COLORADO — Editors of a University of Northern Colorado student newspaper are suing the university’s student government because they believe representatives repeatedly violated the state open-meetings law.
Student government leaders, however, believes the law does not apply to them.
The Mirror’s former editor in chief Jessica Perciante, current editor in chief Heath Urie and current managing editor Christopher Marcheso allege that the university’s Student Representative Council and its president, Steve Gustafson, knowingly violated state open-meetings laws when they conducted closed-door meetings on Sept. 24, 2003, Nov. 19, 2003, and Feb. 4, 2004.
The newspaper also alleges that beginning in fall 2003, the SRC held closed meetings 30 minutes prior to scheduled weekly meetings and did not announce the meetings’ topics in public, did not hold a public vote to go into executive session and did not get the two-thirds vote needed to close the session.
The lawsuit, filed April 28, asks the Weld County District Court to rule that the council violated the open-meetings law and to order the council to comply with the law in the future.
The newspaper must prove that the open-meetings law applies to the council, which recommends policies, including the allocation of $3 million in student fees, to the university’s administration and board of trustees.
In a legal response to the editors’ lawsuit, the SRC does not deny the allegations that it held closed sessions on the dates in question. The SRC does, however, claim that because it is not involved in formulating state governmental policy or making state governmental decisions, it is not subject to the Colorado Open Meetings Law.
“The SRC is a student organization within the University’s institutional framework and is not in and of itself a public entity as the term is used in the COML,” states the SRC’s brief.
The open-meetings law applies to any “board, committee, commission or other advisory, policy making, rule making, decision-making, or formally constituted body of any governing board of a state institution of higher education.”
According to The Mirror’s lawsuit, the council is “formally constituted by UNC’s Board of Trustees” to “participate in the development and recommendation of educational and student policies and the governance of the University.”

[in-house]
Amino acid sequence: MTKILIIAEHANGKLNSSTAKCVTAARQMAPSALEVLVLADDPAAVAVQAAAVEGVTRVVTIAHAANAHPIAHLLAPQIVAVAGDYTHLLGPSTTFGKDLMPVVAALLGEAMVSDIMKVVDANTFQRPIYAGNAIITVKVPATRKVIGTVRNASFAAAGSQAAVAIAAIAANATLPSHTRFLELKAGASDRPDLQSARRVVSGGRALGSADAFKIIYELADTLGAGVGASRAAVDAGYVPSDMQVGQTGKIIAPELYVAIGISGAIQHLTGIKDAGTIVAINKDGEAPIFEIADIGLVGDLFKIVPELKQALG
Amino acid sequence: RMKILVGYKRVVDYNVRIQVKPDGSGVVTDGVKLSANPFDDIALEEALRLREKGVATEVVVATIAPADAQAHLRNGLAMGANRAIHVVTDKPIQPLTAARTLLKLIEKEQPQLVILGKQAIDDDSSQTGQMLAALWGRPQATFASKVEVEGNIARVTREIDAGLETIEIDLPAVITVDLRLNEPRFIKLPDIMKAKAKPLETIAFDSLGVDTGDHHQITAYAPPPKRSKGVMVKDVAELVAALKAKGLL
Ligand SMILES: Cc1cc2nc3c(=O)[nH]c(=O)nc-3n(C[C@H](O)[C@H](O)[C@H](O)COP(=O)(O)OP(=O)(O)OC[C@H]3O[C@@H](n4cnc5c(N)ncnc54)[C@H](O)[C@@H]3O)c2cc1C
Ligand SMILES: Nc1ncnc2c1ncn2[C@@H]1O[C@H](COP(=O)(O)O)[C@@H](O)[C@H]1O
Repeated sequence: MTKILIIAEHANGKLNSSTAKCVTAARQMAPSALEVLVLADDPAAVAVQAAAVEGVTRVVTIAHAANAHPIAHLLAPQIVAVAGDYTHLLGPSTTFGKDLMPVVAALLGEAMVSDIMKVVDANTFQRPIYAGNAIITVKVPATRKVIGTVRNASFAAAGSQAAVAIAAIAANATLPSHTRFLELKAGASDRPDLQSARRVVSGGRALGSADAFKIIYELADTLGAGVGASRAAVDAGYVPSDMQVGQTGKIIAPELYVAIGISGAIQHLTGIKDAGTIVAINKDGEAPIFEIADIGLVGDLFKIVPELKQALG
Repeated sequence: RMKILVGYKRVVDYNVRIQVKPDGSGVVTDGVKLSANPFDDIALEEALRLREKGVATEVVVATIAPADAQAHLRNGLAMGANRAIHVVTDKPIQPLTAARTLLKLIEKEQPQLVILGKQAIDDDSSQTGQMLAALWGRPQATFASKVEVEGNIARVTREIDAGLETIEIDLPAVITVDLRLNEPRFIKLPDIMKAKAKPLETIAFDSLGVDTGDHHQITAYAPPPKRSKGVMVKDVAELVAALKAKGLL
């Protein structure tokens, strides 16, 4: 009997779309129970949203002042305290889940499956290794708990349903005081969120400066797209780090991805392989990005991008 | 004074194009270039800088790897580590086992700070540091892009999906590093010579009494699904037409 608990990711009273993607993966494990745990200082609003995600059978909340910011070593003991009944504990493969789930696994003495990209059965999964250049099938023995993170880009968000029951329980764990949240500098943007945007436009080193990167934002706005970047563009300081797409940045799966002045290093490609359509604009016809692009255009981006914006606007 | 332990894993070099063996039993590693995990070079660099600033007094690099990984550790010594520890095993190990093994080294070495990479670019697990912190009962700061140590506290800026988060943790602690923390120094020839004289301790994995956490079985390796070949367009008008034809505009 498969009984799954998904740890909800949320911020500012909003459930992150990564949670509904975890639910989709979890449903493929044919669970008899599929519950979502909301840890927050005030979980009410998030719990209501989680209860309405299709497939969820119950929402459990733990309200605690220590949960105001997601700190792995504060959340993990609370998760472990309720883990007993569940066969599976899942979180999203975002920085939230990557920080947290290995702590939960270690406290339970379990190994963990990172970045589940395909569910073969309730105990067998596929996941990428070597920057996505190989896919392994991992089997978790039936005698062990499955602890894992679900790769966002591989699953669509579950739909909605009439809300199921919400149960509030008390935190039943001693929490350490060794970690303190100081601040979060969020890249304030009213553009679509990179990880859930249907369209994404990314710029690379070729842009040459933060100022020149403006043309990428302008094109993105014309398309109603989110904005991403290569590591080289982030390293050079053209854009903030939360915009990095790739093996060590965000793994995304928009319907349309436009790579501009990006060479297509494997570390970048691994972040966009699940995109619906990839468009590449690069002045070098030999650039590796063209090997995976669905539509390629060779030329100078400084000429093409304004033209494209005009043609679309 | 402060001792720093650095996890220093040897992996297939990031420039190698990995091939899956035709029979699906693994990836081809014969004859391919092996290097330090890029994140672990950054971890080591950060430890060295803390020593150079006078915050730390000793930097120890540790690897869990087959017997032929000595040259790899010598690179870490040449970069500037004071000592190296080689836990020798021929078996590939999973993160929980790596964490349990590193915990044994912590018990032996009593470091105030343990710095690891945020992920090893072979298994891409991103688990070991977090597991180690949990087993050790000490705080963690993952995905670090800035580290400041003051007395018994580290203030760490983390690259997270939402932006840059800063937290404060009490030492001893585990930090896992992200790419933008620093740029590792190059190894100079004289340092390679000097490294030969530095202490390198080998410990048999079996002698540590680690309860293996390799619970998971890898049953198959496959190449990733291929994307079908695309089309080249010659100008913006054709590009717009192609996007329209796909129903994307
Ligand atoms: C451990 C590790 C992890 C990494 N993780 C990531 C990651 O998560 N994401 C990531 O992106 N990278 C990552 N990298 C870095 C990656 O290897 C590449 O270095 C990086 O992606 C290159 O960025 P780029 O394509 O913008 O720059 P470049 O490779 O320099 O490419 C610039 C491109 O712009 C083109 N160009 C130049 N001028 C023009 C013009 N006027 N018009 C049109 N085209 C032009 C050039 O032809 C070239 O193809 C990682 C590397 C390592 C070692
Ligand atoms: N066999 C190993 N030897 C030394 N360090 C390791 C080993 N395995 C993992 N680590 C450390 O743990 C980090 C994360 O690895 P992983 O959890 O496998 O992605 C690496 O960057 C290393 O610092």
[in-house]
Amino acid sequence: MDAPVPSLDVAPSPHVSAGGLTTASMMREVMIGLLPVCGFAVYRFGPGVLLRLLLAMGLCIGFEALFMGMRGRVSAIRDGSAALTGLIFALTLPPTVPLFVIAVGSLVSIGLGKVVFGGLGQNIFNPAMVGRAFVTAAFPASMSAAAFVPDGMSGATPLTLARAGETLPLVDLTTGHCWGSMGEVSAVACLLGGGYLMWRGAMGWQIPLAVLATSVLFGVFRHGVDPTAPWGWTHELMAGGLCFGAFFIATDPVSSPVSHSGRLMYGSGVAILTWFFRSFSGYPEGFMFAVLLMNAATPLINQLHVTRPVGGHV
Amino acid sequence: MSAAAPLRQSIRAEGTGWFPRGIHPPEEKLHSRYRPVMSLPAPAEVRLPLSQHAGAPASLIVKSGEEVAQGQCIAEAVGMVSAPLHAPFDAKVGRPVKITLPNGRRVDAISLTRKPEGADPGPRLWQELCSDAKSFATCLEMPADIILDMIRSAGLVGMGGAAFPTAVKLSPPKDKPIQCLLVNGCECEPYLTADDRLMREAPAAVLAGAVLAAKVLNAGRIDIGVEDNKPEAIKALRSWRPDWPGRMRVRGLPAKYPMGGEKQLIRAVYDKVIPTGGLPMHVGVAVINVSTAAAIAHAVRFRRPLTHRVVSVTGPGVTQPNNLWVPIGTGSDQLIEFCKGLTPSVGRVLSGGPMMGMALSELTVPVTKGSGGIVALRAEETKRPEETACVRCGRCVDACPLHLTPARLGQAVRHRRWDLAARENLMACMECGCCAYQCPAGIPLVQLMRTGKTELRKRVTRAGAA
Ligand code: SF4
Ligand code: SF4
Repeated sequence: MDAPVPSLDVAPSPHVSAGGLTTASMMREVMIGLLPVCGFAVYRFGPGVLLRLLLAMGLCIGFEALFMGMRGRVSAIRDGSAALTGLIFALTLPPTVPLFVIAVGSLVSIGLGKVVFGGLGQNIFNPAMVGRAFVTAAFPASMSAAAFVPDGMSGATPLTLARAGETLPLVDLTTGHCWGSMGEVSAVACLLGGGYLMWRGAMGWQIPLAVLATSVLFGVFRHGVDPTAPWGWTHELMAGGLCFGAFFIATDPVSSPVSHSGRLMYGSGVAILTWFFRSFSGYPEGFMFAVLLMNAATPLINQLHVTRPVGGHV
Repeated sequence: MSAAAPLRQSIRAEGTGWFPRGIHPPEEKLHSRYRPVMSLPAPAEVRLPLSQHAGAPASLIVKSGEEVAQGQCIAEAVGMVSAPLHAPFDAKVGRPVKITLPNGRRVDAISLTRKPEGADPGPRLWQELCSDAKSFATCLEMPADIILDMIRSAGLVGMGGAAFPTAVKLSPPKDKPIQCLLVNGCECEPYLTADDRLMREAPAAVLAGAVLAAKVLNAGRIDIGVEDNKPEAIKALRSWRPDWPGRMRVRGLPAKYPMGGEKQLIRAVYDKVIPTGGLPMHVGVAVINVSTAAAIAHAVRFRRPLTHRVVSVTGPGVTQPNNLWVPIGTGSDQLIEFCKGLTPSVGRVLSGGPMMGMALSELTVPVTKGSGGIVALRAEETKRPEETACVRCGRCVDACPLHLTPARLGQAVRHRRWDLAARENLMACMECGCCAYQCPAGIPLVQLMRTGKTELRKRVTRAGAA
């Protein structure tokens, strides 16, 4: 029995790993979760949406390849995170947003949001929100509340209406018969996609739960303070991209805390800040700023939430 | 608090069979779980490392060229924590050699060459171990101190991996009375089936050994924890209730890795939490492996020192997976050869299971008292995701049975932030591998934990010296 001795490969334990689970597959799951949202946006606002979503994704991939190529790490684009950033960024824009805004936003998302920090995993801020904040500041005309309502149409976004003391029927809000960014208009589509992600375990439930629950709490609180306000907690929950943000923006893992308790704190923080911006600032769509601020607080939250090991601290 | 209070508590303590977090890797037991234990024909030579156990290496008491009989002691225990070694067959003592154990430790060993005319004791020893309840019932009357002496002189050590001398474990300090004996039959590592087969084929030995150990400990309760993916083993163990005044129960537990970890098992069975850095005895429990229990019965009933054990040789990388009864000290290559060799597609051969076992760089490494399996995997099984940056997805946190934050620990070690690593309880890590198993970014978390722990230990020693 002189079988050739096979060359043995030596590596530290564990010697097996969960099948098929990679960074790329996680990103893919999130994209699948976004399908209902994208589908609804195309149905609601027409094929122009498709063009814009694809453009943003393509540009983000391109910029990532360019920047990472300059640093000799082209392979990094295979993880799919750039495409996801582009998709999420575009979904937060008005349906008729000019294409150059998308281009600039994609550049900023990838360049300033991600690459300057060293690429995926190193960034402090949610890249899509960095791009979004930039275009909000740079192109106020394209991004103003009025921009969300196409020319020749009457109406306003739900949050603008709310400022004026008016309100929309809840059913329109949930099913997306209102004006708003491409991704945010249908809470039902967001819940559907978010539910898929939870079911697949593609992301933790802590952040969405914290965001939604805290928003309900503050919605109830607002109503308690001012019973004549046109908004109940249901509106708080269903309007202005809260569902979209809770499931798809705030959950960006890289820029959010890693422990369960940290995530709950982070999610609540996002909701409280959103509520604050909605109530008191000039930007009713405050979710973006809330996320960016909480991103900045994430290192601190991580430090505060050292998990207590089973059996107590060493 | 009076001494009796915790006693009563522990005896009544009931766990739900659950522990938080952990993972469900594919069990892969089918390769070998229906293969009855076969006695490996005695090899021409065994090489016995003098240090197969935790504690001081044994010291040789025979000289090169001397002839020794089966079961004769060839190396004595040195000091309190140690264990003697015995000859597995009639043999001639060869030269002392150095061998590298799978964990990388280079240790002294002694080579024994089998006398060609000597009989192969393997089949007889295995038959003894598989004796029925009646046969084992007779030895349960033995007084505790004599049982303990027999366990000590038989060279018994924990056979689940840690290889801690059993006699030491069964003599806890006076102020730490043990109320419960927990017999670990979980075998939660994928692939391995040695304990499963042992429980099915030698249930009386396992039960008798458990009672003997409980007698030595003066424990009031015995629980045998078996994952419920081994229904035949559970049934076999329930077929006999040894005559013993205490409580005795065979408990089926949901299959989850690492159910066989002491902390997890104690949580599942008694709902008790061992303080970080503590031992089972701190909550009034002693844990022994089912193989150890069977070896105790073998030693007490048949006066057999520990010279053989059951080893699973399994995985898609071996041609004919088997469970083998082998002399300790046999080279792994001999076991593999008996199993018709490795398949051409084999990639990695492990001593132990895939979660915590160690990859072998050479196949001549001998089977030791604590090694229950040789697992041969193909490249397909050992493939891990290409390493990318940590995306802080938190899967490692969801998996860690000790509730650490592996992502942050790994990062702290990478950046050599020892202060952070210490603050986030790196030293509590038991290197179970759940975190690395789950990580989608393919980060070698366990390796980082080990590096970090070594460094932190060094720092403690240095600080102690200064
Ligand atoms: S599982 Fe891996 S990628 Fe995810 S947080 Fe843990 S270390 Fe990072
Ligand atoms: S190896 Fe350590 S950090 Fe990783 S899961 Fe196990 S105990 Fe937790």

Urie said the newspaper’s lawyer attempted to inform Gustafson of the alleged violations several times, but the council president continued to ignore the law.
“We have tried to deal with it outside of legal action,” Urie said. “But we believe the students have the right to know what their elected officials are doing behind closed doors when it involves the students and decisions that affect them.”
Gustafson did not respond to an Oct. 13 letter from the newspaper’s lawyer informing him of the alleged open-meetings law violations. He was quoted in the Oct. 17 edition of The Mirror as saying, “We make all business-oriented meetings public.”
Less than a month later, however, Gustafson was quoted in The Mirror on Nov. 10 as saying that the council would no longer meet in private prior to its regularly scheduled public meetings.
On Nov. 19, the council met in private to discuss whether a council vice president, who had been charged with drunken driving, violated any council rules and whether he should continue serving on the council, the lawsuit states.
During the executive session, the council adopted a statement about the representatives’ DUI charge “as their official stance” on the issue, the lawsuit states.
Then on Feb. 4, the council met in private to hold a “straw vote” to see if there was a two-thirds majority to publicly appoint a representative to a vacant seat on the council, the lawsuit states.
The newspaper’s lawyer sent another letter to Gustafson on Feb. 19 about the council’s alleged violations of the open-meetings law, but he did not reply.
“At that point, we became so frustrated with the council not following the law that … we resorted to legal action,” Urie said.
A court hearing is scheduled for Aug. 11.
Urie, Marcheso and current news editor Andrew Rosenthal are also suing the university’s board of trustees, claiming that the board cut the newspaper’s funding because of its content.
The editors allege the board approved a recommendation from the SRC to reduce of The Mirror’s funding by 40 percent because of articles that were critical of the board and the SRC.
The SRC recommends to the university’s board of trustees how to allocate student fee money among student groups. The board has the power to modify the SRC’s recommendations.